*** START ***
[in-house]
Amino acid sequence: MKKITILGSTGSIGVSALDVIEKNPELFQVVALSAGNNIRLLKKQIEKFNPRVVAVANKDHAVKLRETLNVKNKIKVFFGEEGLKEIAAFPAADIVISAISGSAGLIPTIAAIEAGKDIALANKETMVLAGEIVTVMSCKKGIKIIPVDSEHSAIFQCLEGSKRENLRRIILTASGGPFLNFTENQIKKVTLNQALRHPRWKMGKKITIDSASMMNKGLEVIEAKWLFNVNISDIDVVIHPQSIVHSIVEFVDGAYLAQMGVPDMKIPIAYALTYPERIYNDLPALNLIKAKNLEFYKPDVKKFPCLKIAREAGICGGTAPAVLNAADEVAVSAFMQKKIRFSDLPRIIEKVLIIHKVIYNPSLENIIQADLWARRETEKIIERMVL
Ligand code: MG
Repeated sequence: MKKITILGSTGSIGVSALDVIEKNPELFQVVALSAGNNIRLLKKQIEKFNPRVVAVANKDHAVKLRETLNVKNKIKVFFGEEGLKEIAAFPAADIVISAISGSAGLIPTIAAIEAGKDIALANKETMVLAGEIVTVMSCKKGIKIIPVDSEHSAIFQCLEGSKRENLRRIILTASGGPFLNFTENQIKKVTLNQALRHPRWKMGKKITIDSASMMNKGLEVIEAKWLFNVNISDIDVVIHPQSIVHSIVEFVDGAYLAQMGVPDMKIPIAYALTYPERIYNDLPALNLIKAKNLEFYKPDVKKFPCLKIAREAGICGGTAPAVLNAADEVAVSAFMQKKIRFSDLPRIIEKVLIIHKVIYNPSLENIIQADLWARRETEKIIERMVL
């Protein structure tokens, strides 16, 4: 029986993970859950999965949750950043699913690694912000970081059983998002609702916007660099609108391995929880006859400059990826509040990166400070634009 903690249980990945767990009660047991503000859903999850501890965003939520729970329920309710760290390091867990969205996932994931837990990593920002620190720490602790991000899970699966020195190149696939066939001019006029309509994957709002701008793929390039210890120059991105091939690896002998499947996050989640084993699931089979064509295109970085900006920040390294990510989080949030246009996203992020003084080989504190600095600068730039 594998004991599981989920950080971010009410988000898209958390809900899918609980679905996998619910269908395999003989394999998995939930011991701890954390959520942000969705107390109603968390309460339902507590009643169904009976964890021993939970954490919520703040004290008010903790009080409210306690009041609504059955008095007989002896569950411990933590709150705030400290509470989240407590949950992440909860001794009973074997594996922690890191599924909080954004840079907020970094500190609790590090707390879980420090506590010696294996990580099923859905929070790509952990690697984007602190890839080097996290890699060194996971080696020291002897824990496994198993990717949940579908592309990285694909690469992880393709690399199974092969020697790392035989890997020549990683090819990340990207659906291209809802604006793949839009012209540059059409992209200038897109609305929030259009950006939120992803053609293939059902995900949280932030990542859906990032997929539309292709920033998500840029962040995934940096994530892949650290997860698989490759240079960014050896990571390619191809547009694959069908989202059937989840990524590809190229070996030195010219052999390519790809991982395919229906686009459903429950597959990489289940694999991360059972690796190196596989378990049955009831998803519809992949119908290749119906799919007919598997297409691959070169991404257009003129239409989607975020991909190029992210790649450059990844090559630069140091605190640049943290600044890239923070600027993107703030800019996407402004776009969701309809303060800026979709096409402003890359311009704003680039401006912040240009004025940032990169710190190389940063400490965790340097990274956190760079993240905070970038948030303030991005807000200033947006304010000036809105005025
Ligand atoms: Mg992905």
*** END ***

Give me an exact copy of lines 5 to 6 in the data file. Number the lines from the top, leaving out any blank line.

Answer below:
């Protein structure tokens, strides 16, 4: 029986993970859950999965949750950043699913690694912000970081059983998002609702916007660099609108391995929880006859400059990826509040990166400070634009 903690249980990945767990009660047991503000859903999850501890965003939520729970329920309710760290390091867990969205996932994931837990990593920002620190720490602790991000899970699966020195190149696939066939001019006029309509994957709002701008793929390039210890120059991105091939690896002998499947996050989640084993699931089979064509295109970085900006920040390294990510989080949030246009996203992020003084080989504190600095600068730039 594998004991599981989920950080971010009410988000898209958390809900899918609980679905996998619910269908395999003989394999998995939930011991701890954390959520942000969705107390109603968390309460339902507590009643169904009976964890021993939970954490919520703040004290008010903790009080409210306690009041609504059955008095007989002896569950411990933590709150705030400290509470989240407590949950992440909860001794009973074997594996922690890191599924909080954004840079907020970094500190609790590090707390879980420090506590010696294996990580099923859905929070790509952990690697984007602190890839080097996290890699060194996971080696020291002897824990496994198993990717949940579908592309990285694909690469992880393709690399199974092969020697790392035989890997020549990683090819990340990207659906291209809802604006793949839009012209540059059409992209200038897109609305929030259009950006939120992803053609293939059902995900949280932030990542859906990032997929539309292709920033998500840029962040995934940096994530892949650290997860698989490759240079960014050896990571390619191809547009694959069908989202059937989840990524590809190229070996030195010219052999390519790809991982395919229906686009459903429950597959990489289940694999991360059972690796190196596989378990049955009831998803519809992949119908290749119906799919007919598997297409691959070169991404257009003129239409989607975020991909190029992210790649450059990844090559630069140091605190640049943290600044890239923070600027993107703030800019996407402004776009969701309809303060800026979709096409402003890359311009704003680039401006912040240009004025940032990169710190190389940063400490965790340097990274956190760079993240905070970038948030303030991005807000200033947006304010000036809105005025
Ligand atoms: Mg992905």